Soy Protein May Lower Cholesterol
If you’re packing a soy-heavy diet, you should take a minute to examine quantity and quality. Soy foods have been consumed in Asian countries for centuries, but soy products are relatively new to the Western diet. A lot of evidence supports the consumption of soy protein, which can constitute a diet exchanging regular animal protein for plant-based alternatives. Soy protein, aside from being a muscle-builder, is incredibly healthy for your heart. In fact, experts believe soy protein directly lowers blood cholesterol levels while providing cardiovascular benefits. Such cholesterol-lowering effects are well-documented — and they’re widely believed to be one of soy protein’s finer aspects.
The "Soy Controversy"
Such successful diet options are not, however, without controversy. Soy, now, is one of the world’s most controversial foods. The fuzzy legume, in the spotlight since the 1990s, has come under fire for its digestion difficulties. Because soy is a high quality protein, it’s also utilized for therapeutic and preventative roles in cardiovascular disease health. For this reason, the FDA’s “Protein Digestibility Corrected Amino Acid Score” has raised soy protein standards. When used in the prevention of osteoporosis, cancer or menopausal symptoms, soy protein may be shunted off if it’s digestibility isn’t high.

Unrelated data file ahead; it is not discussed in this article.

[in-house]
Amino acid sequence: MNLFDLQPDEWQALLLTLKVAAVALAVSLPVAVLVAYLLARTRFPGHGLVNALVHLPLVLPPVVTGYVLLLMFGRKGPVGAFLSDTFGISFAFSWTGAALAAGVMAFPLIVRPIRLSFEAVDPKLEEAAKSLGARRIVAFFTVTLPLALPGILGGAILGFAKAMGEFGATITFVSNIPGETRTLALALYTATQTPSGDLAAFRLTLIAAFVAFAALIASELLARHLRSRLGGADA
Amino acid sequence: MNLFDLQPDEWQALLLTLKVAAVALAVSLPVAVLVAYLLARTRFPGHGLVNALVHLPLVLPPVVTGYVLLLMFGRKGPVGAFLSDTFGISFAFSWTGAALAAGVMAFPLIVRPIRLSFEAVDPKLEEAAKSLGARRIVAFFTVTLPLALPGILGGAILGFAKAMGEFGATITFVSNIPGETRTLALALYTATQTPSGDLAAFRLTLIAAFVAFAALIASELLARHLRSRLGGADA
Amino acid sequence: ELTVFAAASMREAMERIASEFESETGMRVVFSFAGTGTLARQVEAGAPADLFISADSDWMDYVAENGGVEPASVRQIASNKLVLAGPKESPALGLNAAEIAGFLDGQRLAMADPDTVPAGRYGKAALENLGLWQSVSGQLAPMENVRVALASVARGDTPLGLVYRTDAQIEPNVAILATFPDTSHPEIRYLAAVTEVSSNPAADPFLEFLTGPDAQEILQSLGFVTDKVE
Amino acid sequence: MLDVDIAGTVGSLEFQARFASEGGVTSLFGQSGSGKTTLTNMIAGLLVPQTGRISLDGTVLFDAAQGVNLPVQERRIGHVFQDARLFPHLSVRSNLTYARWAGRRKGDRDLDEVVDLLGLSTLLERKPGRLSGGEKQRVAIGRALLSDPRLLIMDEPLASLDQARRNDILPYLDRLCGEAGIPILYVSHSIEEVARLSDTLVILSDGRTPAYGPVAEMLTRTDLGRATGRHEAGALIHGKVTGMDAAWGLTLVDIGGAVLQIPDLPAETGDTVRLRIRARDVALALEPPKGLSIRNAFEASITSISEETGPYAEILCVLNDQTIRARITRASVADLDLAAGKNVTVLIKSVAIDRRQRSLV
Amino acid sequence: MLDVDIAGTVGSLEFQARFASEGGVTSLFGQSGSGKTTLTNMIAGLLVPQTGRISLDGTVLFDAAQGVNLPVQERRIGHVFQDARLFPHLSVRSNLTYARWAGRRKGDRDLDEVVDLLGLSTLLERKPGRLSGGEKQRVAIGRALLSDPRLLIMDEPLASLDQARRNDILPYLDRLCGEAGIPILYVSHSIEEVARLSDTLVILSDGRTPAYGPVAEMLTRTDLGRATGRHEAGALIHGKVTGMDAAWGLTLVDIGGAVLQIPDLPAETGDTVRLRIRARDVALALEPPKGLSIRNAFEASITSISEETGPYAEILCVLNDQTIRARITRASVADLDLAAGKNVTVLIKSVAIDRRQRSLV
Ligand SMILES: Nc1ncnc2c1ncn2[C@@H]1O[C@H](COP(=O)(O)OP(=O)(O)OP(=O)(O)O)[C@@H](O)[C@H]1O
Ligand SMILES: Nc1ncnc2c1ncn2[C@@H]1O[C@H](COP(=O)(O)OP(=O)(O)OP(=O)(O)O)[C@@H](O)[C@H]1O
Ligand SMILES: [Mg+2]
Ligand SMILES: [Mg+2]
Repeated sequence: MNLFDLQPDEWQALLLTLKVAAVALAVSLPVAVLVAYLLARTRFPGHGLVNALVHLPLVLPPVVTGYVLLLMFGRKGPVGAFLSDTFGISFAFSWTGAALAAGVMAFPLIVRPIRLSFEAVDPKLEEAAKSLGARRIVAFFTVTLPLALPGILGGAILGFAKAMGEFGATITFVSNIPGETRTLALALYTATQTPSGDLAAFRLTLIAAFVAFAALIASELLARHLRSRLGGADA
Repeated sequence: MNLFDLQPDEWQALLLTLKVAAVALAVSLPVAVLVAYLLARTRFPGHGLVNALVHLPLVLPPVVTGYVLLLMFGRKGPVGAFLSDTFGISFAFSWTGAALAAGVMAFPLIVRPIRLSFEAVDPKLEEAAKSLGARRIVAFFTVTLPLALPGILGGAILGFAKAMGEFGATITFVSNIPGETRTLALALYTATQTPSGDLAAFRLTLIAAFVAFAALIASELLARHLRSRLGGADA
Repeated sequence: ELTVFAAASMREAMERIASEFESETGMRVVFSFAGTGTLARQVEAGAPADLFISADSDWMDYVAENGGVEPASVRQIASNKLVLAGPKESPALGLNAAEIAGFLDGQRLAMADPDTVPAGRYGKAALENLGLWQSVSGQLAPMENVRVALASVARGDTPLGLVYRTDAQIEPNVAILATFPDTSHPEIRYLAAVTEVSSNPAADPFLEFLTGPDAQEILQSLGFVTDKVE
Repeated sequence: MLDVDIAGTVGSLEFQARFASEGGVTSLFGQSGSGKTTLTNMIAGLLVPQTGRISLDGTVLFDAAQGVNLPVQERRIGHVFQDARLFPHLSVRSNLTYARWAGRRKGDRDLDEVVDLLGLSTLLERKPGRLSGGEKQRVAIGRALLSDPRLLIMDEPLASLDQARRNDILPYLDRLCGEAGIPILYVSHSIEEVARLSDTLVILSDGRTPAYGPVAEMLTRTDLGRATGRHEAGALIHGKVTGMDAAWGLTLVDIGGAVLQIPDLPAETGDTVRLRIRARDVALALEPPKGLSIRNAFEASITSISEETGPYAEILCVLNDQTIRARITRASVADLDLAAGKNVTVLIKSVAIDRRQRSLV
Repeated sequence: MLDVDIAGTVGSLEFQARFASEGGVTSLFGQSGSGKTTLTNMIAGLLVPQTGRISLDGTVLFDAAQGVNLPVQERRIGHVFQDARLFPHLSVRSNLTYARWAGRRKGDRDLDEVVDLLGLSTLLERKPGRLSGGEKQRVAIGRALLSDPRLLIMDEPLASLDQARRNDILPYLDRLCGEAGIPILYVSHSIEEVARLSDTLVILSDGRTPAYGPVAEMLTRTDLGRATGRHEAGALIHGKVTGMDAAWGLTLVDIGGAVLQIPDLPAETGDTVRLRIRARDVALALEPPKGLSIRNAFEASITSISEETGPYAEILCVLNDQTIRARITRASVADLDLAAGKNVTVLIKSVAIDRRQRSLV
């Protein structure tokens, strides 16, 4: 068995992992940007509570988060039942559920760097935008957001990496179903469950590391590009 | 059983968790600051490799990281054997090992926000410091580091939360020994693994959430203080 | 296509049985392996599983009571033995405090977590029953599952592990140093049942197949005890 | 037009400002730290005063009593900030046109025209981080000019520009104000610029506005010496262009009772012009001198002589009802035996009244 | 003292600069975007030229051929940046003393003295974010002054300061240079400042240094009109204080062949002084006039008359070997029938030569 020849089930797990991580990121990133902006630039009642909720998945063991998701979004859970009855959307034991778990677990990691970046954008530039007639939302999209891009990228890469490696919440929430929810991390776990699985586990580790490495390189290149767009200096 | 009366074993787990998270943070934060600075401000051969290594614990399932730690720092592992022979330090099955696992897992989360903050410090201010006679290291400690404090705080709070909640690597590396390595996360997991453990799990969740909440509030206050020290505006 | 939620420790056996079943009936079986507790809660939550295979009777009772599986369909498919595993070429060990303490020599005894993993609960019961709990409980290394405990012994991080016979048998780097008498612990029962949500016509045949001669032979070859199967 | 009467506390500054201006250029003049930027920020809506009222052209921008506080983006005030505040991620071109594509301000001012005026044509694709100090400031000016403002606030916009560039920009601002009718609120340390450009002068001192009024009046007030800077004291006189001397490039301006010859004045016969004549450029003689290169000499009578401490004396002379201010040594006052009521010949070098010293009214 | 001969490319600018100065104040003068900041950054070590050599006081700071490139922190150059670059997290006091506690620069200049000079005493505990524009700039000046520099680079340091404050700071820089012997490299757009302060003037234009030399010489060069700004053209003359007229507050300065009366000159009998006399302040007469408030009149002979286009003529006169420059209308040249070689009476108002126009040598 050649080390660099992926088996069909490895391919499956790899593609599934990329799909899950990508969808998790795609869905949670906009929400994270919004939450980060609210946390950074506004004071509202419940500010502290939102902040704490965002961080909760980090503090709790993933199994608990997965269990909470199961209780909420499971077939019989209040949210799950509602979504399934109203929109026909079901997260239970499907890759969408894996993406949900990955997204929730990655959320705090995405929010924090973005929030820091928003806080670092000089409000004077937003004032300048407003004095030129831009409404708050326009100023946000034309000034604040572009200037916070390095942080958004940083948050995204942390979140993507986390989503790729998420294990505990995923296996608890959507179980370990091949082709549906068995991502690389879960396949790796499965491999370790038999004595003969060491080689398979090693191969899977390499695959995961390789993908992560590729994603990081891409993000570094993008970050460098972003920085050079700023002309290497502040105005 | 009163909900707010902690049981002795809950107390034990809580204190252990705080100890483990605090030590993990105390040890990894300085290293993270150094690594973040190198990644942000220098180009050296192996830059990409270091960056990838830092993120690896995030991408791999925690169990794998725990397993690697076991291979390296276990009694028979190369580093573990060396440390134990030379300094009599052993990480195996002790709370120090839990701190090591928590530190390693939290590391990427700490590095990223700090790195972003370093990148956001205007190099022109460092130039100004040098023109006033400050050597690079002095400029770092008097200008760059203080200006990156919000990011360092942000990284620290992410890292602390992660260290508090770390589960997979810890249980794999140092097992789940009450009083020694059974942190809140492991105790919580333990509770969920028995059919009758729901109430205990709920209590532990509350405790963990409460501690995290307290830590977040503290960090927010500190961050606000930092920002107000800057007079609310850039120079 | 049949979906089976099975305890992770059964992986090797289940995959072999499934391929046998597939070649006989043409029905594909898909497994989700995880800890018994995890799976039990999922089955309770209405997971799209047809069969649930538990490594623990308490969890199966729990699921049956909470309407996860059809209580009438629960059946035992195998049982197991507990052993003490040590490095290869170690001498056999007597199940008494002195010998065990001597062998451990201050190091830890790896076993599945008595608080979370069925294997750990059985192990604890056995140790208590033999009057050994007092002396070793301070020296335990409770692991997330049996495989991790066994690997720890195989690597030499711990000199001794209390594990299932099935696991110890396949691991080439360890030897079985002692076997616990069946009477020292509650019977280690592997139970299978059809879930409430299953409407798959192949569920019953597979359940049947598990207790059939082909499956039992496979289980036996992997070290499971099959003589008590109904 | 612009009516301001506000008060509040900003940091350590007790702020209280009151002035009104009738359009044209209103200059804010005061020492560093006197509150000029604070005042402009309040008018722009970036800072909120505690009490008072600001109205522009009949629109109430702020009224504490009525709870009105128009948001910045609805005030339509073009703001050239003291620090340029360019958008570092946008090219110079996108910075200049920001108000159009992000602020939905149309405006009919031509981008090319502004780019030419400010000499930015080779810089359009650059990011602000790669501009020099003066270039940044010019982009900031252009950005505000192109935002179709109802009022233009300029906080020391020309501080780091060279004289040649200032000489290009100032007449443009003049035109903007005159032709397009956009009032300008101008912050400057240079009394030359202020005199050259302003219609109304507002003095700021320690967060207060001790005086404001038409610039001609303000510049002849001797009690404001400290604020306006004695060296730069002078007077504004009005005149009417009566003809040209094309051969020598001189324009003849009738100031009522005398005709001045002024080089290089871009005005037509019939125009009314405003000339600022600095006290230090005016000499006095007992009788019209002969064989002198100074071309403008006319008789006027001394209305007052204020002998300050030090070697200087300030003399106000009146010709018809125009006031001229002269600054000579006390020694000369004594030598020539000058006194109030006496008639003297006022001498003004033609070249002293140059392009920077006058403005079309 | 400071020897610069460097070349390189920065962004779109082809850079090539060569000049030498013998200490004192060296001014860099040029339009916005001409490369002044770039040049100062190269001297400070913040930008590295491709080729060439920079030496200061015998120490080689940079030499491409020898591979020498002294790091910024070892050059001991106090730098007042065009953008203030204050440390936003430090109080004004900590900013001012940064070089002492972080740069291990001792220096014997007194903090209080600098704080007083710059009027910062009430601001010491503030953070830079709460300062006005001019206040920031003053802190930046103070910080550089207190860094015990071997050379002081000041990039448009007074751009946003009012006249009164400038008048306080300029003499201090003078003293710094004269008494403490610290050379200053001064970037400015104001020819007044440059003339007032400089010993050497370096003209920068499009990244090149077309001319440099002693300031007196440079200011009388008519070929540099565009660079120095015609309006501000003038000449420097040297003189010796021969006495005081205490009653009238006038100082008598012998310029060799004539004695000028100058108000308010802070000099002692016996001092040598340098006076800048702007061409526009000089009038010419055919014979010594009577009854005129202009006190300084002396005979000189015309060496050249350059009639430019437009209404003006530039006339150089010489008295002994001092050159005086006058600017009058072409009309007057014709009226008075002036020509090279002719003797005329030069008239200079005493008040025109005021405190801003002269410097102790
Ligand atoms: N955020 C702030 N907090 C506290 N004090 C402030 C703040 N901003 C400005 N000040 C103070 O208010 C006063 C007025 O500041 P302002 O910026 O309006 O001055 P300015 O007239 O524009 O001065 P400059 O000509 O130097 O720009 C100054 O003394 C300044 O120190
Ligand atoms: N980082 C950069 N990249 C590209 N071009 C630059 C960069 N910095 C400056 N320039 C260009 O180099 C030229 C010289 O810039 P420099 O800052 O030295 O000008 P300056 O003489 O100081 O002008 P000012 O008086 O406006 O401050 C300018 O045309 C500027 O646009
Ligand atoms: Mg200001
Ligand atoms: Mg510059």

Soy Protein Substitutes
Soy protein is constantly being reworked into new diets. Tempeh, tofu and other soy-based foods are often used as healthy meal alternatives. Today’s health gurus are exchanging red meat, processed meat and animal fats for soy-centric alternatives in hopes of lowing cholesterol over long-term use. Other traditional soy-foods, like soy nuts, soymilk and edamame are also popular alternatives. Much of soy food culture surrounds the migration of high-soy dishes in other countries. We might’ve adopted soy-based pastas, cereals and veggie burgers, but Americans are certainly only at the tip of the iceberg, dish-wise.
SHARE THIS BLOG